As I mentioned in a previous post, we have in our collection some exceptional 1920s dresses. Two dresses and a cape are going on exhibit in May as part of our Mend Our Broken Art conservation campaign.
The conservation fee for each textile includes funds for the construction of a custom mannequin. Custom mannequins are a crucial part of preservation and they are typically built by conservators over many months. Keep this in mind.
As the exhibit approaches, I find myself in a curator’s Catch-22. In order for the dresses to be displayed properly (and to keep them from being damaged further), they must be mounted on custom mannequins. However, the only way the dresses will ever have custom mannequins is by going on display. The dresses must go on display to be adopted. Aaaand, therefore, the dresses must be adopted to be properly displayed.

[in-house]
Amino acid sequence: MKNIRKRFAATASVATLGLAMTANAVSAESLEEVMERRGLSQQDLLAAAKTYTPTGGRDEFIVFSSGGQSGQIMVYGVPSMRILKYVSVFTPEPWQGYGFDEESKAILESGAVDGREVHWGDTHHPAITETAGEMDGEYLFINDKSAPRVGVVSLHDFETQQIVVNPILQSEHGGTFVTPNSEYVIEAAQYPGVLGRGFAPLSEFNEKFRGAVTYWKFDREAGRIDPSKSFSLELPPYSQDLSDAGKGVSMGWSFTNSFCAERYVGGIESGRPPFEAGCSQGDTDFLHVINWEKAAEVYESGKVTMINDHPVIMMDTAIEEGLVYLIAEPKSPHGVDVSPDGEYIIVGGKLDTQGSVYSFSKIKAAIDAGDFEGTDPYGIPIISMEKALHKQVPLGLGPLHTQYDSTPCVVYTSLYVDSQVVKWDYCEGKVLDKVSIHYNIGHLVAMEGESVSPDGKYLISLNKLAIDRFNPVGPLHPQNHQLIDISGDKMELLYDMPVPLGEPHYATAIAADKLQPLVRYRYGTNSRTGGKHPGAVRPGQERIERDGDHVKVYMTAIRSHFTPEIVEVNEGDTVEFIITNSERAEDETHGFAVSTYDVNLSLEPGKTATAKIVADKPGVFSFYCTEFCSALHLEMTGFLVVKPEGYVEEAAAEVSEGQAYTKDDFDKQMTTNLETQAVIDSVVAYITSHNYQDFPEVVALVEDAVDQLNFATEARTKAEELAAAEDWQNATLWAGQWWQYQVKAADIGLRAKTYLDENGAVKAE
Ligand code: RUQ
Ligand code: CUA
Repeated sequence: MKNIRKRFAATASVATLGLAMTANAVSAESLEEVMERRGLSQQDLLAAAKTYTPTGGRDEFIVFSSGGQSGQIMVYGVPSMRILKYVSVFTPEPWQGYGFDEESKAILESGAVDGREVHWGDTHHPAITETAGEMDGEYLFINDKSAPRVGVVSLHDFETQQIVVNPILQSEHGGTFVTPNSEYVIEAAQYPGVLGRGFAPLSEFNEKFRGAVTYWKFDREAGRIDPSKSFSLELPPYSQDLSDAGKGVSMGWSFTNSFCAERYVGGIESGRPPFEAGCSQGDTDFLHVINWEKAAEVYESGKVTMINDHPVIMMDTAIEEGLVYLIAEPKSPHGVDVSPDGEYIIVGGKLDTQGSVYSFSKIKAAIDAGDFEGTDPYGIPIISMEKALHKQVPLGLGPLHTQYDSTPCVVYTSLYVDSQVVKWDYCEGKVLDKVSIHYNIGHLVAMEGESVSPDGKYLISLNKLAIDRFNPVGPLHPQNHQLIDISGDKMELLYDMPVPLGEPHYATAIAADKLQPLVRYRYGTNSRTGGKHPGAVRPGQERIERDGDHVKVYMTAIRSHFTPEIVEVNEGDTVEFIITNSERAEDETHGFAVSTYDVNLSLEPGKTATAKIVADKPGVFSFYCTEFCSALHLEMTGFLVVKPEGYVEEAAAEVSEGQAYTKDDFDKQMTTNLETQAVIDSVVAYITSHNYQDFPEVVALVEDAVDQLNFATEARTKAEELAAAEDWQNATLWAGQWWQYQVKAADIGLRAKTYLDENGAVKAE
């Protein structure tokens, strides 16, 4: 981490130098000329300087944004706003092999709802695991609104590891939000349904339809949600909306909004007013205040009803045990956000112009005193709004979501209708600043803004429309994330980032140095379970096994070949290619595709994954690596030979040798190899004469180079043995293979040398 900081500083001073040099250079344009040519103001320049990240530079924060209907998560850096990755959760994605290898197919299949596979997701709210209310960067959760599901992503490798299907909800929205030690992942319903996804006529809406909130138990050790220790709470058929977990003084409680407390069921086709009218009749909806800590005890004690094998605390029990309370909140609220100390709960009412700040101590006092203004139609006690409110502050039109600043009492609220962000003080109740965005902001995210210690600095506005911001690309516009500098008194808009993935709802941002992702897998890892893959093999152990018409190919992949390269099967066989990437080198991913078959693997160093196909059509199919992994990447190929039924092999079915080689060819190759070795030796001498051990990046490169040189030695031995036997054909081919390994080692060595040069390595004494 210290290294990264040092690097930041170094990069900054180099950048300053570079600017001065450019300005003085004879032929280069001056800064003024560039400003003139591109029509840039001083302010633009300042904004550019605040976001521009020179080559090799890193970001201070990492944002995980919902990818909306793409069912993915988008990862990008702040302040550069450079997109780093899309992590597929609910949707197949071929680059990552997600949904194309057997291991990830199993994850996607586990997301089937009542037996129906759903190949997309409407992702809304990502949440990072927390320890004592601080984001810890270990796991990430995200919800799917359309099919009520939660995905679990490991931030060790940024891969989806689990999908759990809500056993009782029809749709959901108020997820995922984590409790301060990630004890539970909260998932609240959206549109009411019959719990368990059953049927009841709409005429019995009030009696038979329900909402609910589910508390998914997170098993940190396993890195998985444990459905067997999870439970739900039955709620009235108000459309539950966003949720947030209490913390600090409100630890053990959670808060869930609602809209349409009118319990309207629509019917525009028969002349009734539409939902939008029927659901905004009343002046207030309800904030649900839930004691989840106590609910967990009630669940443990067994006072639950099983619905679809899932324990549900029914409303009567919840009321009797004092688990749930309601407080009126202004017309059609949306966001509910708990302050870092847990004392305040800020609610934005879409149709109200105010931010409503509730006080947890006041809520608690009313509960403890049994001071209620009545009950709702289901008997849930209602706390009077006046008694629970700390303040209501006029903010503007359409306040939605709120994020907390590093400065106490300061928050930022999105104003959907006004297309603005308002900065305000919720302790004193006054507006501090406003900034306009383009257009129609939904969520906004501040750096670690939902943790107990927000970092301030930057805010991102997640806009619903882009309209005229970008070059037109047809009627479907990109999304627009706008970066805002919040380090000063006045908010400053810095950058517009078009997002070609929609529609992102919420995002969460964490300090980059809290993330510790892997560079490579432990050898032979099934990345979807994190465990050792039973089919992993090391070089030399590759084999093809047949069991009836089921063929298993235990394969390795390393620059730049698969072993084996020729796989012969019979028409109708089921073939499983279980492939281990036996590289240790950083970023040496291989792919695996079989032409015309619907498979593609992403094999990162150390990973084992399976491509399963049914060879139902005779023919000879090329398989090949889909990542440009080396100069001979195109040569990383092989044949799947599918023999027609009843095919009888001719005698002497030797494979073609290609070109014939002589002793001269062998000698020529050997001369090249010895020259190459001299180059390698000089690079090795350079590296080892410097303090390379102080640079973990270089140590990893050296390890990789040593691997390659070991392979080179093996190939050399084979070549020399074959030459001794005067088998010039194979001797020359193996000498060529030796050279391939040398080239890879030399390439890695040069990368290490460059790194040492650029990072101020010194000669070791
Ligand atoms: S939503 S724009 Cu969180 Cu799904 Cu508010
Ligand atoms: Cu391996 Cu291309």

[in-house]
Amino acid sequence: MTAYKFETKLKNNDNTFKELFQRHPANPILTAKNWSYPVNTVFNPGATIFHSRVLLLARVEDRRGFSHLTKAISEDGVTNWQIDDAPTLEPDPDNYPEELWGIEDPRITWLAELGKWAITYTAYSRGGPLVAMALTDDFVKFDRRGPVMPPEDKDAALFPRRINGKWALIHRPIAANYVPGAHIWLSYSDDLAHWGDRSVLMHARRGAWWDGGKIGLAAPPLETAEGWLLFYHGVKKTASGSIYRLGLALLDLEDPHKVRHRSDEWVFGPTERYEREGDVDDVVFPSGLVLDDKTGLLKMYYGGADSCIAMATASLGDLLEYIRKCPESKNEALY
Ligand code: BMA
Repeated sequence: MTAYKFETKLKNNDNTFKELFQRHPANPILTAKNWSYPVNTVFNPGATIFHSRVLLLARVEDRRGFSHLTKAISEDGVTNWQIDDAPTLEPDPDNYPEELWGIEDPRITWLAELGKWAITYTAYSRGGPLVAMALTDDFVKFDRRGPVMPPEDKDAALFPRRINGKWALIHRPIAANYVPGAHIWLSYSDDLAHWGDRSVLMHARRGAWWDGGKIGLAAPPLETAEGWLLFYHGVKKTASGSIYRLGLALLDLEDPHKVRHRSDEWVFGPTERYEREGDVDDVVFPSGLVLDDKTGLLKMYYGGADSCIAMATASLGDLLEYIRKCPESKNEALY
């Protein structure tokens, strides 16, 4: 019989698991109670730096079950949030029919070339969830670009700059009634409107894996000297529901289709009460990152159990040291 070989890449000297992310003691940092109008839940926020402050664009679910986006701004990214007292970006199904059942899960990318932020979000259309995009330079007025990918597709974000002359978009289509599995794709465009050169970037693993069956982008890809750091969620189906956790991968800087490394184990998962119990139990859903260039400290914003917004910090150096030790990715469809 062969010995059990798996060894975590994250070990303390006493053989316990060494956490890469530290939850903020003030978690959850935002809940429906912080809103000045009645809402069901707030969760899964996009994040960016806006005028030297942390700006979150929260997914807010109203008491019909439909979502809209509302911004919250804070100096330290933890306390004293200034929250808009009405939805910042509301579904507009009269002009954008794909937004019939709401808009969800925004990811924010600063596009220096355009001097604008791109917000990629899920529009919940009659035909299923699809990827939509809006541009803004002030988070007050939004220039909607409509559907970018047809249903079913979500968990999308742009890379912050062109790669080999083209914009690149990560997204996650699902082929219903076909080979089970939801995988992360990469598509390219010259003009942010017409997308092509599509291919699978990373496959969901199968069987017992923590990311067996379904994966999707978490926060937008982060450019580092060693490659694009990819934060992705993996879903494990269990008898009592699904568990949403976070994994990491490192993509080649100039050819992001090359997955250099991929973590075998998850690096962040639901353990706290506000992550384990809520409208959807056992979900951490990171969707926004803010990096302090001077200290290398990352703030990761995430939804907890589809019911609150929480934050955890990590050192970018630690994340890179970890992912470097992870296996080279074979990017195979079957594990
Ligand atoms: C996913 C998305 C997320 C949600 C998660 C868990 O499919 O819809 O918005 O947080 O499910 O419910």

In a moment of extreme frustration I sent a desperate email to the Registrar at the Chrysler Museum, Molly Marder, asking her for help. I’m not positive but I think my message read something like “OMG HELP MANNEQUINS WHHYYYYY.” She wrote back calmly saying yes, they had some mannequins in storage and yes, we could borrow them. Success!
Last week Colin, Molly and I journeyed deep into the bowels of Chrysler storage to dig out the mannequins. I’m not sure if we were in the basement or the attic, but I’m fairly certain we crossed a moat. Once arrived, we dug through coffin-sized boxes of dismembered limbs until we had three complete bodies. It was an adventure of epic proportions, and thankfully Molly documented each step along the way:
Many, many thanks to Molly and the rest of the folks at the Chrysler for loaning suitable mannequins. I’ll be sure to bring my torch and miner’s helmet for the return trip.
Stay tuned for a mannequin update: this time fully clothed!